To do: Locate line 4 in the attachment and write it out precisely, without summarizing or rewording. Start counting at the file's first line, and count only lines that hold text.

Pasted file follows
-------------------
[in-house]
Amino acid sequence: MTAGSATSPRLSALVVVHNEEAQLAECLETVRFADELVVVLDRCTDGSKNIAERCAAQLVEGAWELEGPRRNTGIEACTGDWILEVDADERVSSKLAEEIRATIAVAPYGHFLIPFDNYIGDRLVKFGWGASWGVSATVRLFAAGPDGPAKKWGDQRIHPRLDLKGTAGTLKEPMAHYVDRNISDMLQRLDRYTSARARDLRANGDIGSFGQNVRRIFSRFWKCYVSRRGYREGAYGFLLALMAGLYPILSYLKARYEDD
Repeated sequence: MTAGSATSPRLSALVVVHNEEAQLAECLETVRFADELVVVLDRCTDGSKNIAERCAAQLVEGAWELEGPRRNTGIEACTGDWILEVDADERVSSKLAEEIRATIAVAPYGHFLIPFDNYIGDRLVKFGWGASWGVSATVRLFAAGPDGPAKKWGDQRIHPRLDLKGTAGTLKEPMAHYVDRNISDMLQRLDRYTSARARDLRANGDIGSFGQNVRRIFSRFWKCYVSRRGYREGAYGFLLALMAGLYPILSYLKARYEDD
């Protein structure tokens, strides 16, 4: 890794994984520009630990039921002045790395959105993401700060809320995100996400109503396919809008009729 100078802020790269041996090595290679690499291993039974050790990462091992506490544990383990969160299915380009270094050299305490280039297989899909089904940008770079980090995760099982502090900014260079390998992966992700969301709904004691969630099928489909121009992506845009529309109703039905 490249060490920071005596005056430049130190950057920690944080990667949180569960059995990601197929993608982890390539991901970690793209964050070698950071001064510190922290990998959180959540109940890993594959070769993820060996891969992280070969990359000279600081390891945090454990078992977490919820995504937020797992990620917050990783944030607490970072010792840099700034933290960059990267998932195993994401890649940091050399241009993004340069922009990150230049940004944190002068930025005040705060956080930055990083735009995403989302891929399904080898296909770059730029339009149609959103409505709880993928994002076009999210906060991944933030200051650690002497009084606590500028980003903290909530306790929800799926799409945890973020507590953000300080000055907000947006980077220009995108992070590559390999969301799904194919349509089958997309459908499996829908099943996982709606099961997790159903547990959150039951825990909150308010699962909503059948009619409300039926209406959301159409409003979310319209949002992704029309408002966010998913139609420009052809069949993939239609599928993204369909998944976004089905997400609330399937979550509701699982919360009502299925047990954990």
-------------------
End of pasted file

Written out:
């Protein structure tokens, strides 16, 4: 890794994984520009630990039921002045790395959105993401700060809320995100996400109503396919809008009729 100078802020790269041996090595290679690499291993039974050790990462091992506490544990383990969160299915380009270094050299305490280039297989899909089904940008770079980090995760099982502090900014260079390998992966992700969301709904004691969630099928489909121009992506845009529309109703039905 490249060490920071005596005056430049130190950057920690944080990667949180569960059995990601197929993608982890390539991901970690793209964050070698950071001064510190922290990998959180959540109940890993594959070769993820060996891969992280070969990359000279600081390891945090454990078992977490919820995504937020797992990620917050990783944030607490970072010792840099700034933290960059990267998932195993994401890649940091050399241009993004340069922009990150230049940004944190002068930025005040705060956080930055990083735009995403989302891929399904080898296909770059730029339009149609959103409505709880993928994002076009999210906060991944933030200051650690002497009084606590500028980003903290909530306790929800799926799409945890973020507590953000300080000055907000947006980077220009995108992070590559390999969301799904194919349509089958997309459908499996829908099943996982709606099961997790159903547990959150039951825990909150308010699962909503059948009619409300039926209406959301159409409003979310319209949002992704029309408002966010998913139609420009052809069949993939239609599928993204369909998944976004089905997400609330399937979550509701699982919360009502299925047990954990």